Former High-Ranking Hospital Employees Sentenced to Serve Time in Prison for Participating in Kickback Schemes
- Created on Wednesday, 17 October 2012 21:47
- Written by IVN
Washington, DC - Two former high-ranking employees of facilities operations at New York Presbyterian Hospital (NYPH) were sentenced in U.S. District Court for the Southern District of New York, in Manhattan, by Judge George B. Daniels today for their participation in two separate conspiracies involving kickbacks, the Department of Justice announced today.
Santo Saglimbeni, a former vice president of facilities operations at NYPH, was sentenced to serve 48 months in prison and ordered to pay a $250,000 criminal fine. Emilio “Tony” Figueroa, a former director of facilities operations at NYPH, was sentenced to serve 36 months in prison and ordered to pay a $25,000 criminal fine. Saglimbeni and Figueroa were ordered to jointly and severally pay $603,982 in total restitution to NYPH. Judge Daniels also entered a preliminary order of forfeiture for $2.3 million, which included certain bank accounts into which the kickback money from one of the schemes was deposited, as well as a parcel of land purchased with a portion of the kickback money, in Southampton, N.Y.
“Today’s sentences are consistent with the serious nature of the crimes for which the individuals were convicted,” said Acting Assistant Attorney General Joseph Wayland in charge of the Department of Justice’s Antitrust Division. “The division remains committed to holding accountable corrupt purchasing officials who undermine the competitive bidding process for their personal gain.”
On Feb. 2, 2012, after a four-week trial, Saglimbeni and Figueroa, along with Michael Yaron and two companies owned by him—Cambridge Environmental & Construction Corp., doing business as National Environmental Associates (Cambridge/NEA), and Oxford Construction & Development Corp.; Moshe Buchnik, the president of an asbestos abatement company doing business at NYPH; and Artech Corp., a sham company Saglimbeni created in the name of his mother, were each convicted of conspiracy to defraud NYPH. Additionally, Yaron, Cambridge/NEA, Oxford, Buchnik, Saglimbeni and Artech were also convicted of a wire fraud violation.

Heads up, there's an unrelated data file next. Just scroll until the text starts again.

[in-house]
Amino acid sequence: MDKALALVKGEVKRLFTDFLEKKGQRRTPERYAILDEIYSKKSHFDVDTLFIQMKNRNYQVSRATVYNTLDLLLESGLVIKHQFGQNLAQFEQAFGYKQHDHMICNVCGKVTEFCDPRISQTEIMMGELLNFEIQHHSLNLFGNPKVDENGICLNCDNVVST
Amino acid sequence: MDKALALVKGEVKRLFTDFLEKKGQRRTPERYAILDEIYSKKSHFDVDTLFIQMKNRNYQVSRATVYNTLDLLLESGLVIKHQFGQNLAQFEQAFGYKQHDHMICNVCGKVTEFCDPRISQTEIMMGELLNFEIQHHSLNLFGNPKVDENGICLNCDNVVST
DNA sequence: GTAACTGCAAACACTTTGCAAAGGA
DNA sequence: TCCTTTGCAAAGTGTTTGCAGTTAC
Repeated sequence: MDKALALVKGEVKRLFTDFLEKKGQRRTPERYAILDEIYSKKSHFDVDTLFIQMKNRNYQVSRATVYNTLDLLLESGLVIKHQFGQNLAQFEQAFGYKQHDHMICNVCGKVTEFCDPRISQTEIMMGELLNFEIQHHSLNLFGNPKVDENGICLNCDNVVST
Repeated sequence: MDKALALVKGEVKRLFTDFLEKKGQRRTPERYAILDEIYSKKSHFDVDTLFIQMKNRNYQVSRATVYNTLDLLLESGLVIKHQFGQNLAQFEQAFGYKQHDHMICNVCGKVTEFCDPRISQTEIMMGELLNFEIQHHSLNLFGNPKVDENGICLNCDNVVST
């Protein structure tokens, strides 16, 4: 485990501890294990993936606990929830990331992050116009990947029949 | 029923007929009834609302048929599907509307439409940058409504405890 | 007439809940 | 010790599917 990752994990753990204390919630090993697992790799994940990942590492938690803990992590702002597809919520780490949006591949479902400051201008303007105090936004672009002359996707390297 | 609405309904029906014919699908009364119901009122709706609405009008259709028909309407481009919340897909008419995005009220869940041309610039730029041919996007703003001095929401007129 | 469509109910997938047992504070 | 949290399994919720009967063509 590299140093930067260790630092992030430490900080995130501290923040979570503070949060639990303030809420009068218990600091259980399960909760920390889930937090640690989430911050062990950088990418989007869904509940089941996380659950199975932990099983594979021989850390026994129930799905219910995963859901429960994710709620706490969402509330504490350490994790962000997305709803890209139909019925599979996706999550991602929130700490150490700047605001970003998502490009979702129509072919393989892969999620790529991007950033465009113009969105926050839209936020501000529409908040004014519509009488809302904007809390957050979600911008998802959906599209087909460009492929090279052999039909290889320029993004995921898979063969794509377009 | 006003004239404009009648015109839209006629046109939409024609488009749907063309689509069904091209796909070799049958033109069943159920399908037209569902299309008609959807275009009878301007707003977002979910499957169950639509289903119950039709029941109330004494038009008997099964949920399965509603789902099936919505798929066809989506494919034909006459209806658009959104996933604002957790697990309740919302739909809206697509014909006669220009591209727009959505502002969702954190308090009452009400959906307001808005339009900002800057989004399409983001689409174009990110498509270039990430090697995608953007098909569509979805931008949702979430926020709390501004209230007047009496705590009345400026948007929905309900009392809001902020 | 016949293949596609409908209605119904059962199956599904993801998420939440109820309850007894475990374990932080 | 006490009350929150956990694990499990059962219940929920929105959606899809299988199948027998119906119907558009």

According to evidence presented at trial, the scheme to defraud NYPH centered on Saglimbeni, who with the assistance of Figueroa, awarded asbestos abatement, air monitoring and general construction contracts to Yaron, Buchnik and their companies in return for more than $2.3 million in kickbacks paid to Saglimbeni. A portion of those kickbacks were funneled by Yaron to Saglimbeni through Artech.
On July 31, 2012, Saglimbeni and Figueroa each pleaded guilty to additional mail fraud conspiracy and mail fraud violations. These charges were part of the same indictment but had been severed and were scheduled for a separate trial. According to the superseding indictment, the fraud scheme also centered on Saglimbeni, who with the assistance of Figueroa, awarded heating, ventilation and air conditioning (HVAC) contracts to an HVAC vendor in return for kickbacks in the form of cash goods and services paid to Saglimbeni and Figueroa.
On July 10, 2012, Yaron, Buchnik and the three companies were sentenced for their respective roles in the scheme. Yaron was sentenced to serve 60 months in prison and ordered to pay a $500,000 criminal fine. Buchnik was sentenced to serve 48 months in prison and ordered to pay a $500,000 criminal fine. Yaron’s companies, Cambridge/NEA and Oxford Construction, were each sentenced to pay a $1 million criminal fine. Artech was also sentenced to pay a $1 million criminal fine. Including Saglimbeni and Figueroa, 15 individuals and six companies have been convicted or pleaded guilty as a result of this investigation and have been sentenced to pay a total of more than $4 million in criminal fines and to serve more than 16 years in prison.
This antitrust investigation of bid rigging, fraud, bribery and tax-related offenses relating to the award of contracts by the facilities operations department of NYPH was conducted by the Antitrust Division’s New York Field Office with the assistance of the FBI and the Internal Revenue Service - Criminal Investigation’s New York Field Office.